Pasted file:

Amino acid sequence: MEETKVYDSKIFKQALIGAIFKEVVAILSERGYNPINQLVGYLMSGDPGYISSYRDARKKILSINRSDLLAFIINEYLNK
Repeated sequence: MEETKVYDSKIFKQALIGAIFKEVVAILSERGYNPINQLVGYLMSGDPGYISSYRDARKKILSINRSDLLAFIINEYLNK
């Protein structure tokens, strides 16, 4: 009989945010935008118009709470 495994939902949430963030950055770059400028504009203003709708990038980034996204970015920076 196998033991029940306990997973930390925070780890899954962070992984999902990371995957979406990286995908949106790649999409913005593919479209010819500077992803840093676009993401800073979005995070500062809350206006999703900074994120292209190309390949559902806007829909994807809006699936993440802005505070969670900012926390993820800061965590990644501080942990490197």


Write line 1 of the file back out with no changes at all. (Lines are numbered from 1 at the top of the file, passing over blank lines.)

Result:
Amino acid sequence: MEETKVYDSKIFKQALIGAIFKEVVAILSERGYNPINQLVGYLMSGDPGYISSYRDARKKILSINRSDLLAFIINEYLNK